Smile like the rose whose petals are torn asunder—
It says 'I gather beauty even from the thorn of grief.'
~Rumi, translated by Edward Henry Whinfield  [a little altered —tg]


You sit here for days saying, This is strange business. You're the strange business. You have the energy of the sun in you, but you keep knotting it up at the base of your spine. ~Rumi, by John Moyne and Coleman Barks


O Brother, you are essentially thought,
All the rest of you is bone and sinew,
If your thoughts are rose-like, you are a rose-garden
If they are thorn-like, you are fuel for the furnace.
~Rumi, translated by Edward Henry Whinfield


Chastity is mortgaged to lust. ~Rumi, translated by Edward Henry Whinfield


Love is that flame which, when it is kindled,
Devours everything except the Beloved.
~Rumi


Every moment the world and we are renewed. ~Rumi, translated by Edward Henry Whinfield


Hear blessings dropping their blossoms around you. ~Rumi, as interpreted by Coleman Barks


My body is like the moon which is melting for Love... ~Rumi, translated by Reynold Alleyne Nicholson


My Soul sends up to Heaven each night the cry of Love!
God's starry Beauty draws with might the cry of Love!
Bright sun and moon each morn dance in my Heart at Dawn:
And waking me at daylight, excite the cry of Love!
On every meadow glancing, I see God's sunbeams play;
And all Creation's wonders excite the cry of Love!
~Rumi, translated by Reynold Alleyne Nicholson


My back is broken by the conflict of my thoughts... ~Rumi, translated by Edward Henry Whinfield


Be empty of worrying... Why do you stay in prison when the door is so wide open? Move outside the tangle of fear-thinking. ~Rumi, as interpreted by Coleman Barks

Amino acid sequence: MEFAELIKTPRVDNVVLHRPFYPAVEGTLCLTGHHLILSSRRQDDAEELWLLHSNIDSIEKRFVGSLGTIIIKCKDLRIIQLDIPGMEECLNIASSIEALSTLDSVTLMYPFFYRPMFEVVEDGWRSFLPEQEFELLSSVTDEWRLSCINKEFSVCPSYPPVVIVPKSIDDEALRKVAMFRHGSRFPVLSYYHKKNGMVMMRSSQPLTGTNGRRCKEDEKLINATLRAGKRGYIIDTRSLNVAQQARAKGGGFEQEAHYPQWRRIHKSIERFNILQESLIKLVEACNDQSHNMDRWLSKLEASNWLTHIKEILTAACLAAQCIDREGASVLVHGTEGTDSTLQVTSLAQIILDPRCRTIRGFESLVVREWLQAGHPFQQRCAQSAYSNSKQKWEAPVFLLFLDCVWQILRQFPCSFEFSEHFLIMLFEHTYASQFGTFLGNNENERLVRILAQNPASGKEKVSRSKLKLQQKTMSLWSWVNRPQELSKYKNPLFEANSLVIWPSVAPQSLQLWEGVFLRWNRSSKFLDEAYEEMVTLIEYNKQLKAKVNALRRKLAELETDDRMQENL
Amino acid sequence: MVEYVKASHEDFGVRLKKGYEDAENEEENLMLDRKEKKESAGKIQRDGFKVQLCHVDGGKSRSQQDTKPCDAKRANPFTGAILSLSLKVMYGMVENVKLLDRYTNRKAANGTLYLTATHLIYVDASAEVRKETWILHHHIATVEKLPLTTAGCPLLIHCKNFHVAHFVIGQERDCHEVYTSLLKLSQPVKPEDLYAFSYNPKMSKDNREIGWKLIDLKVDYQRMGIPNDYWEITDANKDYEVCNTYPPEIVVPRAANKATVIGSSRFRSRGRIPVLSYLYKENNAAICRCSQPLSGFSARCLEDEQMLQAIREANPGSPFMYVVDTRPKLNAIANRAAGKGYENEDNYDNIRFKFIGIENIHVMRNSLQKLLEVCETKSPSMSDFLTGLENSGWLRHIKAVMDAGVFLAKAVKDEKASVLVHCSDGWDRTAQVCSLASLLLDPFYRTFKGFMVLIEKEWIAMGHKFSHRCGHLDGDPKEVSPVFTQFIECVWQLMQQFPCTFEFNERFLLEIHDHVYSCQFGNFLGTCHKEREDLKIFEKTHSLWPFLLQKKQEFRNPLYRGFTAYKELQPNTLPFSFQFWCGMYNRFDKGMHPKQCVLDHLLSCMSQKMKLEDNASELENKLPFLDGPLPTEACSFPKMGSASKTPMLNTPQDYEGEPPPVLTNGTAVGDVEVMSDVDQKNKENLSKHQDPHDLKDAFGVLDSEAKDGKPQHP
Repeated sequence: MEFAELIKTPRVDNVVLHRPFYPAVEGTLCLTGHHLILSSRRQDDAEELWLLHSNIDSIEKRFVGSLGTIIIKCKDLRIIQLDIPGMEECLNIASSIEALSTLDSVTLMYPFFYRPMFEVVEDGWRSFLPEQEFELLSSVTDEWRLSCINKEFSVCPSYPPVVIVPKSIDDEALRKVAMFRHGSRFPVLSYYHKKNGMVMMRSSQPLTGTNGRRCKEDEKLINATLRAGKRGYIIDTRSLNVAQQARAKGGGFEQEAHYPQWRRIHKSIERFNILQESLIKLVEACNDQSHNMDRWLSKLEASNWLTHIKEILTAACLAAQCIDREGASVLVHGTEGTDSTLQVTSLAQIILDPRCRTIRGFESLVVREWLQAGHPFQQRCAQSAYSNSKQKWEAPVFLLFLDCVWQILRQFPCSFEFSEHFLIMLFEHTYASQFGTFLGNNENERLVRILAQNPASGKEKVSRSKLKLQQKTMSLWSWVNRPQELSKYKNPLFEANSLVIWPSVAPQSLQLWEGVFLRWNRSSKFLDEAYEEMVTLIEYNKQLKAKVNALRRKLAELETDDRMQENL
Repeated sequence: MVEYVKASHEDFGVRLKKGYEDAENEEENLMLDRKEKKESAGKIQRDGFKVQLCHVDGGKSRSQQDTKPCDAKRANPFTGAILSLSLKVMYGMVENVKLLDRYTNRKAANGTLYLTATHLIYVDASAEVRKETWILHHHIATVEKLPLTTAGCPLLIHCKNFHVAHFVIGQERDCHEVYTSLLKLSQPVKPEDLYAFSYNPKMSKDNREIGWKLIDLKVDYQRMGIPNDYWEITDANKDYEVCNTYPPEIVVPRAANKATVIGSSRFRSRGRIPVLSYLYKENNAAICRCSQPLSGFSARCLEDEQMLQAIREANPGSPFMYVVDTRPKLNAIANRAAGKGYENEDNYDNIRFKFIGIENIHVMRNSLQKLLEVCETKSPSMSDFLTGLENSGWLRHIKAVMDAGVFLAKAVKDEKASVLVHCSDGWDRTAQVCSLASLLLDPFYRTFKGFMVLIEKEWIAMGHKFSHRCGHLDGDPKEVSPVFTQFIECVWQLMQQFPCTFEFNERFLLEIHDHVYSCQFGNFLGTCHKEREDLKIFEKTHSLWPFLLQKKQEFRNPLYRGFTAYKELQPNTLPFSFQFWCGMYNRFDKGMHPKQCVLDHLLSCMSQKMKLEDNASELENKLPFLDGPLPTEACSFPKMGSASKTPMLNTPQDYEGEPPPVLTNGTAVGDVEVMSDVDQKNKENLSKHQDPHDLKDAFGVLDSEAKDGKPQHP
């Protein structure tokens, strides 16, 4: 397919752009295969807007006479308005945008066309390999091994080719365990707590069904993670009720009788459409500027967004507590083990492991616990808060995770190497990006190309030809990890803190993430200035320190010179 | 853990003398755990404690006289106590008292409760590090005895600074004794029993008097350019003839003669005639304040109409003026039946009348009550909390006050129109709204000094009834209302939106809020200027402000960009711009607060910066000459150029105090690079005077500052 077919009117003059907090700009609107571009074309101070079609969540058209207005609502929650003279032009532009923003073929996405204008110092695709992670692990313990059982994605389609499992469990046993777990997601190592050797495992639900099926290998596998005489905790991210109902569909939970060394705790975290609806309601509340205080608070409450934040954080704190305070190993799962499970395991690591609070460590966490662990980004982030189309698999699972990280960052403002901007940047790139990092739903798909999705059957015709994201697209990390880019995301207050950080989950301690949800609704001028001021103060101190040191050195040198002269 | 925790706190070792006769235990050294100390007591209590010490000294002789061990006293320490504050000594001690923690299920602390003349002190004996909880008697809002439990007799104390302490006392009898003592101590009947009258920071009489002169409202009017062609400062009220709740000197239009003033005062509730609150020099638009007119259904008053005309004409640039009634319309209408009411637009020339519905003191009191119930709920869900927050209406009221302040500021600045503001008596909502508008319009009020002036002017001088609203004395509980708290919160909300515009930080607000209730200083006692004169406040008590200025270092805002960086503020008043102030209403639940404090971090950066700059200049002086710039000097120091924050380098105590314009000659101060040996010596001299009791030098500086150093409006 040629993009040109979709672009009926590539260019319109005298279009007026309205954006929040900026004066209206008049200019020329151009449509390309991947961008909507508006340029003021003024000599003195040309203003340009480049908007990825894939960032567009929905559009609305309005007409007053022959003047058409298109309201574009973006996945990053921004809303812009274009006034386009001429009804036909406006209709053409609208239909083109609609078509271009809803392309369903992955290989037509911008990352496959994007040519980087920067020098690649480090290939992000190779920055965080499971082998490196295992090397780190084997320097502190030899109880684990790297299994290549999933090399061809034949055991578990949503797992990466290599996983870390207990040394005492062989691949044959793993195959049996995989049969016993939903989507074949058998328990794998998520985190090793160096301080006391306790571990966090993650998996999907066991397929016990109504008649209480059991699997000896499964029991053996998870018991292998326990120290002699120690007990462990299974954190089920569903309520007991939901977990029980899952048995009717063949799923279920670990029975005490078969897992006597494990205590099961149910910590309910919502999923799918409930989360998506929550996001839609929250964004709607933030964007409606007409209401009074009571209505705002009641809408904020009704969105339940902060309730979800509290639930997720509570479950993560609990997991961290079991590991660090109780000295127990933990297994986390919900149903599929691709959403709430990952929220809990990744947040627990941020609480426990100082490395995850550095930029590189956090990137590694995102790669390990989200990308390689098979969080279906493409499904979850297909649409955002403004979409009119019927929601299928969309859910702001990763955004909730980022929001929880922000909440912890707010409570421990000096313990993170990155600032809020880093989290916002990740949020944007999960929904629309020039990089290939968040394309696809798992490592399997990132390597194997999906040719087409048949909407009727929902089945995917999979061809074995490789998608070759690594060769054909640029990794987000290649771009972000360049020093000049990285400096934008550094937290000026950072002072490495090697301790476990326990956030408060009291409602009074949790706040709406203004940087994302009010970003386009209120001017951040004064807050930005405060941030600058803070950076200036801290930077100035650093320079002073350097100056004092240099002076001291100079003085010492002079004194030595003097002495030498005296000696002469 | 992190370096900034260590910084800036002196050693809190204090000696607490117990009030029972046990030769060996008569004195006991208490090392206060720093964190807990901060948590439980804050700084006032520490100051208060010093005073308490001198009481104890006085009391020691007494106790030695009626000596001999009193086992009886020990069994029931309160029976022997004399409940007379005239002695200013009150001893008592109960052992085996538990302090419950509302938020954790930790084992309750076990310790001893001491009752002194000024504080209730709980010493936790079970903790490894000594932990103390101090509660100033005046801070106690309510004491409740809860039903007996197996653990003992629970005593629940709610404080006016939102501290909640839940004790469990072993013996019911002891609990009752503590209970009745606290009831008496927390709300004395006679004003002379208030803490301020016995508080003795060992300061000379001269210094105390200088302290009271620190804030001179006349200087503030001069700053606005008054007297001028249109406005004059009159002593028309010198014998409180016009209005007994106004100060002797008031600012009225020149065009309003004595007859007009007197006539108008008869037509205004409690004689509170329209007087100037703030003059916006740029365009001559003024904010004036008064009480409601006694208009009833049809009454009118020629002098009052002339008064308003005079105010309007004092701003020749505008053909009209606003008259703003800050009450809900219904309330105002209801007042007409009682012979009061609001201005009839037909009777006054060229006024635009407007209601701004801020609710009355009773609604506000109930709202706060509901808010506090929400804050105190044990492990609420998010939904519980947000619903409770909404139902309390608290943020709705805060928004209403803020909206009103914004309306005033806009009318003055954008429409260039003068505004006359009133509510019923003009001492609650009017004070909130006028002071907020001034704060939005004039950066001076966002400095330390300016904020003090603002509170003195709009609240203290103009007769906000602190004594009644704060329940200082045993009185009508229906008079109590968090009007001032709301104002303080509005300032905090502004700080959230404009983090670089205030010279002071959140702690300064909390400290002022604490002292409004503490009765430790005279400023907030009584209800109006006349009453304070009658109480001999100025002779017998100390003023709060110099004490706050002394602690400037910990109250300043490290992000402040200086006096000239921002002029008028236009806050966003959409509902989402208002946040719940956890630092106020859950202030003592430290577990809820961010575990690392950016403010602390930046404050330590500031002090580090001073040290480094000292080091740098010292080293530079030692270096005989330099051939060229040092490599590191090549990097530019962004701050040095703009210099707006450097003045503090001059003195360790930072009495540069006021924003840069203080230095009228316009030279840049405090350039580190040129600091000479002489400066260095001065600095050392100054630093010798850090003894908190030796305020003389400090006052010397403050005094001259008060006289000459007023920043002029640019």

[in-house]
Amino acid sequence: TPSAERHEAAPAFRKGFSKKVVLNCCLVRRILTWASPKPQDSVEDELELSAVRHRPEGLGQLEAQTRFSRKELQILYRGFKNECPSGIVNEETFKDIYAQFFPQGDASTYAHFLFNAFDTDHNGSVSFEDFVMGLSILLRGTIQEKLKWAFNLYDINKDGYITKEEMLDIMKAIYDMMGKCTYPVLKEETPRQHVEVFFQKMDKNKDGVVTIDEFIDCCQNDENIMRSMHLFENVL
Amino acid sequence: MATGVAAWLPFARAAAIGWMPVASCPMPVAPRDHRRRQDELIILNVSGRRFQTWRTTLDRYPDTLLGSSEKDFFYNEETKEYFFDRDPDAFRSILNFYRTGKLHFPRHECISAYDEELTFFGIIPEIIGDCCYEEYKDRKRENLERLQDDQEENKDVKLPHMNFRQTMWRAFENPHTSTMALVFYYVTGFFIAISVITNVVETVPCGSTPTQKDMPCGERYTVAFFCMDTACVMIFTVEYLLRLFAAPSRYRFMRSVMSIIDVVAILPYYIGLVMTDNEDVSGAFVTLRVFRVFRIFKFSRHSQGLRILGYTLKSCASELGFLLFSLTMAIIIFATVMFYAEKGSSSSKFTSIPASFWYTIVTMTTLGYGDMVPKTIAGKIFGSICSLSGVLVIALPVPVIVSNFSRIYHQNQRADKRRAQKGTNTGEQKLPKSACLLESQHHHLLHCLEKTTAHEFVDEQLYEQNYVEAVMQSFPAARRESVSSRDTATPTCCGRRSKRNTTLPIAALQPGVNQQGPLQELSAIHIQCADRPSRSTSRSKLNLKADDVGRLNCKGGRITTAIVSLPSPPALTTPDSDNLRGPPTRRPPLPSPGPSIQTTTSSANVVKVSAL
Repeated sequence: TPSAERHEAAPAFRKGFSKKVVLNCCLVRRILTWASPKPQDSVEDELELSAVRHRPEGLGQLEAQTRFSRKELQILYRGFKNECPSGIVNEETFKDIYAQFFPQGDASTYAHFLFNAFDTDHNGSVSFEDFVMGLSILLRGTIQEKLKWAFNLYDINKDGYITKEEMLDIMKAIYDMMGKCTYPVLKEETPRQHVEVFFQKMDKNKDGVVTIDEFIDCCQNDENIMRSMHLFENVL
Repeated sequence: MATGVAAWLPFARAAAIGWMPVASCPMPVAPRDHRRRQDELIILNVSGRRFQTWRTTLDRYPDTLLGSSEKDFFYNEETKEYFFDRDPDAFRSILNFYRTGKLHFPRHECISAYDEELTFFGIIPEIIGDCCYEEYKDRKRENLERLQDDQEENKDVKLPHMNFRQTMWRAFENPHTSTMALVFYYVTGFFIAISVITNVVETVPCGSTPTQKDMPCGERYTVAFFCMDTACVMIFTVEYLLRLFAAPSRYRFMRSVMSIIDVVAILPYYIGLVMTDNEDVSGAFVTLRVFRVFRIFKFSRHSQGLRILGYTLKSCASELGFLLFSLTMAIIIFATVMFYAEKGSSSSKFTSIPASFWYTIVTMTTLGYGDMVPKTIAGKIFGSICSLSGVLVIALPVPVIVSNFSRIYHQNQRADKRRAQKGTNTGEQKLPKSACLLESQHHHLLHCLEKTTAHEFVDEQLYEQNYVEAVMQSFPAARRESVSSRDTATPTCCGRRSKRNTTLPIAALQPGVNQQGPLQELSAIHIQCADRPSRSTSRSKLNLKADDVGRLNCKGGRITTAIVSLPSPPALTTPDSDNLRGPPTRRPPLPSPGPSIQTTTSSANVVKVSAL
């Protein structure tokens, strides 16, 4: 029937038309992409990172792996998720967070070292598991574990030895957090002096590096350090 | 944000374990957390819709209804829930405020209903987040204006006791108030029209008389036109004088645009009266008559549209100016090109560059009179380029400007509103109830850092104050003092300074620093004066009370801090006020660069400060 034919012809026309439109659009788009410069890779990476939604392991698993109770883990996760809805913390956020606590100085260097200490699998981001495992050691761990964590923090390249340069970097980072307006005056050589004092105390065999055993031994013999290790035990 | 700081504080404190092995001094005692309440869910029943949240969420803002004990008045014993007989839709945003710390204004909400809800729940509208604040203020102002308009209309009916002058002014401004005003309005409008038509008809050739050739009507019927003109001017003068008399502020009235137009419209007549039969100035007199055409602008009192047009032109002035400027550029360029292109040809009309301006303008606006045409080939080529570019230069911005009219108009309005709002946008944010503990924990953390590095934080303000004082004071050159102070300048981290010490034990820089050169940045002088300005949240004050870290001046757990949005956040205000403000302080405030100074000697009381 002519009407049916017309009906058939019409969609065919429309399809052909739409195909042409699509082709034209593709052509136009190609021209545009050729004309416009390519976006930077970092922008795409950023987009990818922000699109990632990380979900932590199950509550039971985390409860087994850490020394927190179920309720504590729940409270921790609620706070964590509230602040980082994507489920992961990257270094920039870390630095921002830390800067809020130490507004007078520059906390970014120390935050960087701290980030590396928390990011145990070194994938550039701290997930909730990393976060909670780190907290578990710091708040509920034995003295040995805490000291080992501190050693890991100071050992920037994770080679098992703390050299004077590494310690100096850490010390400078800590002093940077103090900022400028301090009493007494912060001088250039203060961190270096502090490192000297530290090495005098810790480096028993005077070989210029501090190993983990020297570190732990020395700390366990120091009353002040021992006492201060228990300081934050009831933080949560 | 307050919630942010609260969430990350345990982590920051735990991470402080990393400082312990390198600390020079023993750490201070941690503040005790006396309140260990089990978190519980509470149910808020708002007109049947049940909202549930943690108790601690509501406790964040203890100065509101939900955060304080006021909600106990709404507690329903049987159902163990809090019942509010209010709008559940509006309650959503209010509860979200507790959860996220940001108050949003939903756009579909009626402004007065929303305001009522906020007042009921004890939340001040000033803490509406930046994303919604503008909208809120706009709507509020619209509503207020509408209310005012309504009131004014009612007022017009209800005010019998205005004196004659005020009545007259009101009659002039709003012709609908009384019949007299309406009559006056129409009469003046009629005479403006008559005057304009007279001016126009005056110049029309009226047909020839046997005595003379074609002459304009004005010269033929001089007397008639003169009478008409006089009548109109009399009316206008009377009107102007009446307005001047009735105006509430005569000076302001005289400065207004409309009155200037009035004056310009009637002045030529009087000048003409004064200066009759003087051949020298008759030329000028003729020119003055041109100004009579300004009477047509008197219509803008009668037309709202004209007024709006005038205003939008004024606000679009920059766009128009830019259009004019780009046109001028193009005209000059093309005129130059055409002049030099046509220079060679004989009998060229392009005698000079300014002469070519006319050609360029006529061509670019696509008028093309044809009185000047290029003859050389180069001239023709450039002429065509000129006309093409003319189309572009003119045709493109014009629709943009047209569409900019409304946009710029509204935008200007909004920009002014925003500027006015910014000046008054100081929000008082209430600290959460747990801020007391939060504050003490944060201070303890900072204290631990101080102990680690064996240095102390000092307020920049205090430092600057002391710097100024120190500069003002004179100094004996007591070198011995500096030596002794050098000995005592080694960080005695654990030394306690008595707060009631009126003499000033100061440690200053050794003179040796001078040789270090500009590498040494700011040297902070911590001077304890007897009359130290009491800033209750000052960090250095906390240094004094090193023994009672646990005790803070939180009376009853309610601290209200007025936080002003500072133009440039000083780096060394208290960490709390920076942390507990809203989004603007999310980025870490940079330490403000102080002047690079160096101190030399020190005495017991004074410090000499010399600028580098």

I am afflicted, afflicted, afflicted!
Sleep has deserted my eyes
Through my longing for Thee...
~Rumi, translated by Edward Henry Whinfield


Open the window in the center of your chest, and let the spirits fly in and out. ~Rumi, as interpreted by Coleman Barks


Why should I stay at the bottom of a well when a strong rope is in my hand? ~Rumi, interpreted by Jonathan Star


The breeze at dawn has secrets to tell you. Don't go back to sleep. ~Rumi


And don't think the garden loses its ecstasy in winter. It's quiet, but the roots are down there riotous. ~Rumi


Before death takes away what you are given, give away what there is to give. ~Rumi


Isn't it time to turn your heart into a temple of fire? ~Rumi


I cannot stop asking. If I could taste one sip of an answer, I could break out of this prison for drunks. ~Rumi, as interpreted by Coleman Barks


Let yourself be silently drawn by the stronger pull of what you really love. ~Rumi


Work in the invisible world at least as hard as you do in the visible. ~Rumi, as interpreted by Coleman Barks


Stop acting so small. You are the universe in ecstatic motion. ~Rumi


There's a hidden sweetness in the stomach's emptiness. We are lutes, no more, no less. If the soundbox is stuffed full of anything, no music... ~Rumi, as interpreted by Coleman Barks